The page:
Several women are referred to in the Qur’an and hailed as role models for both women and men. Eve is referred to as Adam’s mate, in whom he finds comfort. At no point is she blamed for tempting Adam. In fact, Islam does not accept that Adam and Eve fell from God’s grace, but instead suggests that they came to earth as part of the grand divine plan. The mother of Moses receives divine inspiration to put the babe Moses in a basket in the river, and is then led by God to become his wet nurse once he has been adopted by the Pharaoh and his wife. The wife of Pharaoh, the greatest tyrant of his time, is indeed one of the most revered women in the Qur’an: she believes in God, is tortured as a result and killed by Pharaoh, but her faith remains unmoved. The Queen of Sheba encounters Solomon and commands great respect from her ministers and subjects. She, however, submits to God when shown His glory through Solomon. The mother of Mary is presented as a very pious woman devoted to God. However, the only woman named in the Qur’an, after whom a chapter is also named, is Mary, mother of Jesus: she is devout, pious, infallible and pure.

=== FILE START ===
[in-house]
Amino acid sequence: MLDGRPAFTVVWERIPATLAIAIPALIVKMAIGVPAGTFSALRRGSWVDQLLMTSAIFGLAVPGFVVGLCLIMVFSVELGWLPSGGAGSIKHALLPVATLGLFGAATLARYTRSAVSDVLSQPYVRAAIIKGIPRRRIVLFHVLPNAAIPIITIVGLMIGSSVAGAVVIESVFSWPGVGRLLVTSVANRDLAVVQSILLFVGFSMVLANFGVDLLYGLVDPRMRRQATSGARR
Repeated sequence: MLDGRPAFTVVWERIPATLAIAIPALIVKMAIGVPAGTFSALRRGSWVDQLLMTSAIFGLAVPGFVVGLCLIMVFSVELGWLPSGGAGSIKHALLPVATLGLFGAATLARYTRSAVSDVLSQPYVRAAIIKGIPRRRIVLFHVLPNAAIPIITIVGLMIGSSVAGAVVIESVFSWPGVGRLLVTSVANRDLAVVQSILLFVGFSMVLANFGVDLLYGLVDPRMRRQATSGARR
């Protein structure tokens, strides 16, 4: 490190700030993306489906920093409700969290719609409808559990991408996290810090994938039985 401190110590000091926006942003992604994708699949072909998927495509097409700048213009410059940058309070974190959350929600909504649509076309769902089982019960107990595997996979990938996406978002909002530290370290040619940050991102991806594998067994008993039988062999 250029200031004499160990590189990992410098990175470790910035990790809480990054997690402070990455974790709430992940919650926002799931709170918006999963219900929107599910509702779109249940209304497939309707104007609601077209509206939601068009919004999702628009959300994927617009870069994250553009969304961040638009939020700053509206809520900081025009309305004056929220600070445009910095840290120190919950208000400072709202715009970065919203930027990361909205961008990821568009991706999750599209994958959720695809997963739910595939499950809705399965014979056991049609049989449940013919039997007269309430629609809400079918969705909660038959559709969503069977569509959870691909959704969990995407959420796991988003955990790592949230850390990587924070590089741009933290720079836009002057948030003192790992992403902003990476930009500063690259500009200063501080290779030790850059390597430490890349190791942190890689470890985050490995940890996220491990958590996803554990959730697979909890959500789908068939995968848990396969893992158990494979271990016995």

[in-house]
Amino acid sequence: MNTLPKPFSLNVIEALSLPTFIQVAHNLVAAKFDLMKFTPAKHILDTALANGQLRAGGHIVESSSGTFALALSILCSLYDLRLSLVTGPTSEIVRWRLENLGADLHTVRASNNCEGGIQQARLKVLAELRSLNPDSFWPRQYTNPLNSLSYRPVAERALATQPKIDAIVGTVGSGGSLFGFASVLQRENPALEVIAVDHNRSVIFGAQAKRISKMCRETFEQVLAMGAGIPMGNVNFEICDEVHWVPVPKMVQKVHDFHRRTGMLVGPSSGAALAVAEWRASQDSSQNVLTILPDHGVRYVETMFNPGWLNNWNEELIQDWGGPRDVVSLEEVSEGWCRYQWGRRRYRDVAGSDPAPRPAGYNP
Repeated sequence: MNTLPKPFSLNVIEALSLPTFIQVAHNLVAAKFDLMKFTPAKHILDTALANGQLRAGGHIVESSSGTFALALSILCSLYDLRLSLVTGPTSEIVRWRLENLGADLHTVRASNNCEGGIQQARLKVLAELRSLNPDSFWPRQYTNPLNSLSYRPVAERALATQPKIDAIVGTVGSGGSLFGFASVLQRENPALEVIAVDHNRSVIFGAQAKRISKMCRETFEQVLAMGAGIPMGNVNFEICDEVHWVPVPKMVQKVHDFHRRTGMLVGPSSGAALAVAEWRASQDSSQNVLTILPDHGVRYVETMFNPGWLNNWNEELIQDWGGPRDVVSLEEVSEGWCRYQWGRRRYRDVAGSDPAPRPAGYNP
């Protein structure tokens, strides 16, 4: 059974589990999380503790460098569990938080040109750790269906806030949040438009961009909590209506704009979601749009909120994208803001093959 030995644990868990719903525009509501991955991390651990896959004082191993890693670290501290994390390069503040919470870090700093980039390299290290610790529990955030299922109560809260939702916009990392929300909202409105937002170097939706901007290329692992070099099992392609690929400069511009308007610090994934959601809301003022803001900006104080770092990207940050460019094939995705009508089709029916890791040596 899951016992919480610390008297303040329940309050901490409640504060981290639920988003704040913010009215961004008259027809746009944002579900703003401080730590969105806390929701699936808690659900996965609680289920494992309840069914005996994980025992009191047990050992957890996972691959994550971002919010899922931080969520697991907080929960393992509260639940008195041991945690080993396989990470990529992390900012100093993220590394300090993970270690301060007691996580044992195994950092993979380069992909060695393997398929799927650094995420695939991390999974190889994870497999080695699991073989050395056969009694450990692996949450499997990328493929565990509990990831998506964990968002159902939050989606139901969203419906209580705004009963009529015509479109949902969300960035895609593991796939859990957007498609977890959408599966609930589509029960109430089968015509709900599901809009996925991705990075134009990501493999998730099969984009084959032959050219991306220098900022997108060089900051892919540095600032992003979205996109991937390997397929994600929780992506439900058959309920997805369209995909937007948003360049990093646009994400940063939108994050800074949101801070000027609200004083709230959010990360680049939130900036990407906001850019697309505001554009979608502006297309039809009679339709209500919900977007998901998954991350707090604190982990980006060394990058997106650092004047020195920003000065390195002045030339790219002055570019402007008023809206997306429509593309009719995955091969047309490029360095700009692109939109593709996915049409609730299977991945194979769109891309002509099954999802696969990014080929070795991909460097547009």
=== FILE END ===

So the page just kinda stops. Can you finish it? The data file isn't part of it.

The Prophet is central to Islam, as are his progeny. However, although they are not named in the Qur’an, there are several verses that according to commentators from both Shi‘a and Sunni sources, relate to specific women. For example, Chapter 108, ‘Abundance’, al-Kawthar, relates to the Prophet and his daughter Fatima. Likewise, God rewarding goodness with goodness (Qur’an 55.60) refers to the Prophet’s first wife Khadijah and her monetary support of the faith in its early years. Equally, however, God does not shy away from reprimanding two wives of the Prophet (Aisha and Hafsa) who conspired against him and hurt him, which thus resulted in God chastising them and threatening them with divorce (Qur’an 66.1). God told all the wives that if they do good their reward will be double that of other women (Qur’an 33. 28–31). So women from the Prophet’s family are referred to in the divine text, albeit indirectly.